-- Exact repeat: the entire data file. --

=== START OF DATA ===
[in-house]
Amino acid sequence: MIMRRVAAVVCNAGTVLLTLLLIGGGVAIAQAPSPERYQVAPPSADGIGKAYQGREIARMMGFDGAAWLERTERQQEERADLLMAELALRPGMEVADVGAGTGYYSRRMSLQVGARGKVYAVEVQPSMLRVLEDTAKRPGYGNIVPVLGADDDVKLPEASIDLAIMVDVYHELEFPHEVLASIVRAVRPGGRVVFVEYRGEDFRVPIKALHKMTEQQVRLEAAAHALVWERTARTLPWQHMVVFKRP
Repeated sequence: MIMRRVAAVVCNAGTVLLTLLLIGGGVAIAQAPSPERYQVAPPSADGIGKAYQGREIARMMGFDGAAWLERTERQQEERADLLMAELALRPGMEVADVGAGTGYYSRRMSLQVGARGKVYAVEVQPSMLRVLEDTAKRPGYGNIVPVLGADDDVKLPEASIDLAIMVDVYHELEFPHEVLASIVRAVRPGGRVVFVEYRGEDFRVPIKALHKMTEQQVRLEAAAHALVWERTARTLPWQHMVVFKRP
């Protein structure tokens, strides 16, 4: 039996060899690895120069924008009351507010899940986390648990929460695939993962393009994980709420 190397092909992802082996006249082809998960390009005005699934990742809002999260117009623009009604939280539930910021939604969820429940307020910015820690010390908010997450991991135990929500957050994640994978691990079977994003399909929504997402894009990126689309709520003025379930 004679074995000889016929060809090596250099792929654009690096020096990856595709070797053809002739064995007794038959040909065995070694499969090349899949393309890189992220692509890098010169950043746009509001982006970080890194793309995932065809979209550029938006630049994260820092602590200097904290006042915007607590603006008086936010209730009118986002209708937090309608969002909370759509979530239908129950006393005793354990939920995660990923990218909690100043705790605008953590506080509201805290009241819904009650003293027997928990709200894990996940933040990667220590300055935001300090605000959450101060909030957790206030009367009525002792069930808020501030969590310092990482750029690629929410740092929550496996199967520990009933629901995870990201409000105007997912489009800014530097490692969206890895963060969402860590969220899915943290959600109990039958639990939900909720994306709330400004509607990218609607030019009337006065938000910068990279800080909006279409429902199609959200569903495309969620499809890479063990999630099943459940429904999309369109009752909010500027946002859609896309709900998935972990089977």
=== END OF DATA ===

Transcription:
[in-house]
Amino acid sequence: MIMRRVAAVVCNAGTVLLTLLLIGGGVAIAQAPSPERYQVAPPSADGIGKAYQGREIARMMGFDGAAWLERTERQQEERADLLMAELALRPGMEVADVGAGTGYYSRRMSLQVGARGKVYAVEVQPSMLRVLEDTAKRPGYGNIVPVLGADDDVKLPEASIDLAIMVDVYHELEFPHEVLASIVRAVRPGGRVVFVEYRGEDFRVPIKALHKMTEQQVRLEAAAHALVWERTARTLPWQHMVVFKRP
Repeated sequence: MIMRRVAAVVCNAGTVLLTLLLIGGGVAIAQAPSPERYQVAPPSADGIGKAYQGREIARMMGFDGAAWLERTERQQEERADLLMAELALRPGMEVADVGAGTGYYSRRMSLQVGARGKVYAVEVQPSMLRVLEDTAKRPGYGNIVPVLGADDDVKLPEASIDLAIMVDVYHELEFPHEVLASIVRAVRPGGRVVFVEYRGEDFRVPIKALHKMTEQQVRLEAAAHALVWERTARTLPWQHMVVFKRP
């Protein structure tokens, strides 16, 4: 039996060899690895120069924008009351507010899940986390648990929460695939993962393009994980709420 190397092909992802082996006249082809998960390009005005699934990742809002999260117009623009009604939280539930910021939604969820429940307020910015820690010390908010997450991991135990929500957050994640994978691990079977994003399909929504997402894009990126689309709520003025379930 004679074995000889016929060809090596250099792929654009690096020096990856595709070797053809002739064995007794038959040909065995070694499969090349899949393309890189992220692509890098010169950043746009509001982006970080890194793309995932065809979209550029938006630049994260820092602590200097904290006042915007607590603006008086936010209730009118986002209708937090309608969002909370759509979530239908129950006393005793354990939920995660990923990218909690100043705790605008953590506080509201805290009241819904009650003293027997928990709200894990996940933040990667220590300055935001300090605000959450101060909030957790206030009367009525002792069930808020501030969590310092990482750029690629929410740092929550496996199967520990009933629901995870990201409000105007997912489009800014530097490692969206890895963060969402860590969220899915943290959600109990039958639990939900909720994306709330400004509607990218609607030019009337006065938000910068990279800080909006279409429902199609959200569903495309969620499809890479063990999630099943459940429904999309369109009752909010500027946002859609896309709900998935972990089977």